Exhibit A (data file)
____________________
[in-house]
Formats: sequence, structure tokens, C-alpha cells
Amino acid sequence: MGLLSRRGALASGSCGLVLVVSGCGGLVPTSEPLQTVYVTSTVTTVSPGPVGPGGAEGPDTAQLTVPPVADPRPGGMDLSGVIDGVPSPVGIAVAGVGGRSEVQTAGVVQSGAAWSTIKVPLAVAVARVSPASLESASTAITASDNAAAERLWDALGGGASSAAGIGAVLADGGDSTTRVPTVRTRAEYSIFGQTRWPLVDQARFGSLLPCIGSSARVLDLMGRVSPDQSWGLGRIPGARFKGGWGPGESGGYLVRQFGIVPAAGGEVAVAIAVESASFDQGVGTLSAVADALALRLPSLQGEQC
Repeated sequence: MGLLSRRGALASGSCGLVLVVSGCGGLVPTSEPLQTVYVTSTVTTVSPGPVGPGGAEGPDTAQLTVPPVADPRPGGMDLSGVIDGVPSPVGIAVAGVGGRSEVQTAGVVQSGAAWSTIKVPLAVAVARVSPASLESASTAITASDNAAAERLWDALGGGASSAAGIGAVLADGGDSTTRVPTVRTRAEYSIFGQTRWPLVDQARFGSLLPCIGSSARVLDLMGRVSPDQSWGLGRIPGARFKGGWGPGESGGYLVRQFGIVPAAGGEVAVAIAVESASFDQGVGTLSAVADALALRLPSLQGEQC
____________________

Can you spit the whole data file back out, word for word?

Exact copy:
[in-house]
Formats: sequence, structure tokens, C-alpha cells
Amino acid sequence: MGLLSRRGALASGSCGLVLVVSGCGGLVPTSEPLQTVYVTSTVTTVSPGPVGPGGAEGPDTAQLTVPPVADPRPGGMDLSGVIDGVPSPVGIAVAGVGGRSEVQTAGVVQSGAAWSTIKVPLAVAVARVSPASLESASTAITASDNAAAERLWDALGGGASSAAGIGAVLADGGDSTTRVPTVRTRAEYSIFGQTRWPLVDQARFGSLLPCIGSSARVLDLMGRVSPDQSWGLGRIPGARFKGGWGPGESGGYLVRQFGIVPAAGGEVAVAIAVESASFDQGVGTLSAVADALALRLPSLQGEQC
Repeated sequence: MGLLSRRGALASGSCGLVLVVSGCGGLVPTSEPLQTVYVTSTVTTVSPGPVGPGGAEGPDTAQLTVPPVADPRPGGMDLSGVIDGVPSPVGIAVAGVGGRSEVQTAGVVQSGAAWSTIKVPLAVAVARVSPASLESASTAITASDNAAAERLWDALGGGASSAAGIGAVLADGGDSTTRVPTVRTRAEYSIFGQTRWPLVDQARFGSLLPCIGSSARVLDLMGRVSPDQSWGLGRIPGARFKGGWGPGESGGYLVRQFGIVPAAGGEVAVAIAVESASFDQGVGTLSAVADALALRLPSLQGEQC